In the face of rising homelessness across Portland, the city has proposed creating a number of sanctioned campsites for unhoused people across the city.
The sites, dubbed "Safe Rest Villages," are expected to serve as alternatives to the city and county's indoor shelters and offer similar amenities, like showers, storage, security, and access to social services. The plan, currently under the direction of City Commissioner Dan Ryan's office, is to use vacant city property to create six Safe Rest Villages in Portland by the end of the year. Those sites will be operated by yet-to-be-determined homeless service providers, similar to the role Do Good Multnomah plays at St. Johns Village, a property leased by City of Portland and Multnomah County's Joint Office of Homeless Services (JOHS).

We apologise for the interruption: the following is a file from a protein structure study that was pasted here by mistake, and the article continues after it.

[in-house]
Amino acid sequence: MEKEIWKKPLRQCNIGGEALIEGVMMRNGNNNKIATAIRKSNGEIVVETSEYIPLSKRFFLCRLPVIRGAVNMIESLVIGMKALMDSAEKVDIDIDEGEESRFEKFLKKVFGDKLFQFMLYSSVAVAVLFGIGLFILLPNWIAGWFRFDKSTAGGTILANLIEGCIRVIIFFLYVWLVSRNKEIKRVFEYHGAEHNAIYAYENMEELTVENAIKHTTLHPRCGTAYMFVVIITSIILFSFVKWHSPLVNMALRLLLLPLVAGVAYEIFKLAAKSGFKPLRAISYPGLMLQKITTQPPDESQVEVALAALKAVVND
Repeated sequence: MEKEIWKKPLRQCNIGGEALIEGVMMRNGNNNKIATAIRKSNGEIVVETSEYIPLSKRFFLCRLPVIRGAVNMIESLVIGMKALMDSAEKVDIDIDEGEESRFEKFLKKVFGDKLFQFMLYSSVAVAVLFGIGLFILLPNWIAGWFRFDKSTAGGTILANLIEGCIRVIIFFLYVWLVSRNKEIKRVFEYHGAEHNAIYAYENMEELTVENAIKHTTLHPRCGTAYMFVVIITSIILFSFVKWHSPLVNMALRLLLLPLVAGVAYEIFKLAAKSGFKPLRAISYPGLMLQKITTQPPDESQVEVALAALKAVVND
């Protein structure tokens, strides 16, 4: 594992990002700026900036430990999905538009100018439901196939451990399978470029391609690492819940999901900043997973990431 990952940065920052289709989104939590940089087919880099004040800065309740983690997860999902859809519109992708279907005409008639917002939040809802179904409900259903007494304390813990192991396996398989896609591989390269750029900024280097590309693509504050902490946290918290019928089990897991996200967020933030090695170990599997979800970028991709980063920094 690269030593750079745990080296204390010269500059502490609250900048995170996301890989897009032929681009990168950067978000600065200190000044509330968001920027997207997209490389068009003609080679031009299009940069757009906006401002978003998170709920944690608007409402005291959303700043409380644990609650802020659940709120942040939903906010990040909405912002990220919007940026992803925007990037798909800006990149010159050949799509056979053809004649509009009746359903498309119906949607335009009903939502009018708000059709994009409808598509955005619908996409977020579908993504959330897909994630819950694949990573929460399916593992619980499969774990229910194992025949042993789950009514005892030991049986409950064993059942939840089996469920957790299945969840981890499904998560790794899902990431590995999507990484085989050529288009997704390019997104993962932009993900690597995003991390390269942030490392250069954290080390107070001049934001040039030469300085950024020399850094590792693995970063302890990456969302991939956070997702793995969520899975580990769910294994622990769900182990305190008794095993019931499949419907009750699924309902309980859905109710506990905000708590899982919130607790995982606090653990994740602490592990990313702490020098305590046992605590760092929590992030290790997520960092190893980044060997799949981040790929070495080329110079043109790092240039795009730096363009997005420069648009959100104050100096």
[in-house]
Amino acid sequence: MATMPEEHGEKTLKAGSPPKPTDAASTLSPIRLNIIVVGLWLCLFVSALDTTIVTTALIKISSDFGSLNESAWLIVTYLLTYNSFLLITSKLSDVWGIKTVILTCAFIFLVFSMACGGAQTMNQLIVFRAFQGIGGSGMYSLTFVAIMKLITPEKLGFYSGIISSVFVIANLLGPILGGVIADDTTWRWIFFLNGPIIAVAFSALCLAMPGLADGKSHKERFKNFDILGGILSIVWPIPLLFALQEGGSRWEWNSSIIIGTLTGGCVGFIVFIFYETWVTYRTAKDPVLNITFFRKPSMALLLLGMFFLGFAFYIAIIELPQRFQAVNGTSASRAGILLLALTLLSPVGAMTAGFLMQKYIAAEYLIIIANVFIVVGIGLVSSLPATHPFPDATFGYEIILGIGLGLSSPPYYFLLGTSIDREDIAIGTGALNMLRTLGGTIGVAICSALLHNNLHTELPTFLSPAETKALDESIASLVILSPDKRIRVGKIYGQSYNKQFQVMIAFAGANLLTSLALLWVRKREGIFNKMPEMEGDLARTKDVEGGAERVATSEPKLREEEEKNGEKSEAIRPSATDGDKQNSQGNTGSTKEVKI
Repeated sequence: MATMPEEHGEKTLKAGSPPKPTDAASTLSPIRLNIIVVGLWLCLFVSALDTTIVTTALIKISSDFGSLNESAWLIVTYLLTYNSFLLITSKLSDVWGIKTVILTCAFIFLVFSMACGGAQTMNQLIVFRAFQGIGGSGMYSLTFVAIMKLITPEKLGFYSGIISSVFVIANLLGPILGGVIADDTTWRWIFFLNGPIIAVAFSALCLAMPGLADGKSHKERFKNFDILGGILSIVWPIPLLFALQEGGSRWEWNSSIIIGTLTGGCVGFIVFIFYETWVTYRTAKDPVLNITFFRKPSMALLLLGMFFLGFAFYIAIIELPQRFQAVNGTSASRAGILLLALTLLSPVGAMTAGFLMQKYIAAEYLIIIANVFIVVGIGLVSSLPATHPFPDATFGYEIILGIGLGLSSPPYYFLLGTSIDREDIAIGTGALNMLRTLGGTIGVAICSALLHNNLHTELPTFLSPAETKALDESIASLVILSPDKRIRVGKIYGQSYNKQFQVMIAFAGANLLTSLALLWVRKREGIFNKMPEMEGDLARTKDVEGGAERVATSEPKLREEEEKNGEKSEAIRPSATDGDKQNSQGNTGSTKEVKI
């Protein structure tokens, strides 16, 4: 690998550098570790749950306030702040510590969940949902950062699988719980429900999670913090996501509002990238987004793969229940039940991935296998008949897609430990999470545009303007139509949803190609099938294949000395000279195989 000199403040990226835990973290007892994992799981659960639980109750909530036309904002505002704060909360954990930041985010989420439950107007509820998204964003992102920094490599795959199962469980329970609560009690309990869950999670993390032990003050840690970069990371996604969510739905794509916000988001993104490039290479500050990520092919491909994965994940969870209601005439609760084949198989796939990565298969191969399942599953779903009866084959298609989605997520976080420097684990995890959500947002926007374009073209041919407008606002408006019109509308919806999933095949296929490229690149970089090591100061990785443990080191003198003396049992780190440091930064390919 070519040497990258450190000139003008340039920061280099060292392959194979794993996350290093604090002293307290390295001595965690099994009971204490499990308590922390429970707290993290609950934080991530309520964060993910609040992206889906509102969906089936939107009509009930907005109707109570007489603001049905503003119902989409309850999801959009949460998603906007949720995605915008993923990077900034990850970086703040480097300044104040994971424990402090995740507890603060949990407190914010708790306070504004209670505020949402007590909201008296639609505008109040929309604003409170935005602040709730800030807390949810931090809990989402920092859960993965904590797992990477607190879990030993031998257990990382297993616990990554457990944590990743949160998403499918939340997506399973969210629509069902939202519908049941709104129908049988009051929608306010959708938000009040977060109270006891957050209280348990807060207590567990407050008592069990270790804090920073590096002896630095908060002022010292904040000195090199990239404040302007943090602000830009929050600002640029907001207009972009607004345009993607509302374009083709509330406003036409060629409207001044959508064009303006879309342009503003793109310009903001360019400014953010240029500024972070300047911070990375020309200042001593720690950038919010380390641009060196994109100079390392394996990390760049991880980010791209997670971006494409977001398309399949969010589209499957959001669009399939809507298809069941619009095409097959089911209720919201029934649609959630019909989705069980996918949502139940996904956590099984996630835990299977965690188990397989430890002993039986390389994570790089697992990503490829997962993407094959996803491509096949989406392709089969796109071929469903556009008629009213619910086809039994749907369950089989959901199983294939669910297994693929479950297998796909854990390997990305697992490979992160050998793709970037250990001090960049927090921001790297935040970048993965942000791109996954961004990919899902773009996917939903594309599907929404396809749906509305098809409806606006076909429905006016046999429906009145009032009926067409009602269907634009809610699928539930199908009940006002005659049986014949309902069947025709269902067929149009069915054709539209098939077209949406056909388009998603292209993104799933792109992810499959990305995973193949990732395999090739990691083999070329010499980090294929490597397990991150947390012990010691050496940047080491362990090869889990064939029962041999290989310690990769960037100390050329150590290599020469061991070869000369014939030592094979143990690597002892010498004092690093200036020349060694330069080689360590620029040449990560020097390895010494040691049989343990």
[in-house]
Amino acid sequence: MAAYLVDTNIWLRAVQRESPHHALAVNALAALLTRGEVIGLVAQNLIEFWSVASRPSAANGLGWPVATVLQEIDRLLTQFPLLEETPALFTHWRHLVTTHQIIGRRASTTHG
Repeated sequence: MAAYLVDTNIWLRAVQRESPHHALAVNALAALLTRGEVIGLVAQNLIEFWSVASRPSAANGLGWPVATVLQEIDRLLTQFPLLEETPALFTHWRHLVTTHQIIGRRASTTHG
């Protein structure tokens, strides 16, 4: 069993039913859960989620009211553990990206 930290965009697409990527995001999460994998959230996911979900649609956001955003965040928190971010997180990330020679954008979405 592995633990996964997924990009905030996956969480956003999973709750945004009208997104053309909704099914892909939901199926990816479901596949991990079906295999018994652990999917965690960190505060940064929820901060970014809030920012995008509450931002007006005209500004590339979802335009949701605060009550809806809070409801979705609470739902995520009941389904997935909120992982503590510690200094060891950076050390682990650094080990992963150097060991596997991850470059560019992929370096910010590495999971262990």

Portland City Council is still figuring out where, exactly, those six villages will be located. But now, thanks to new data shared with council, commissioners are getting a little closer to narrowing down the options. All city bureaus were given a June 30 deadline to send City Council a list of surplus properties overseen by their bureau that could be used to house a Safe Rest Village. They came up with a total of 71 sites.
A spreadsheet published Friday by Ryan's office breaks down each potential village property by location, size, utility hookups, access to public transit, parking access, and potential soil contaminants, among other descriptors. It appears the majority of available city properties are located in North and East Portland, with some dense clusters in the city's inner core.
To visualize the current available options, the Mercury marked each location on a map. Take a look for yourself: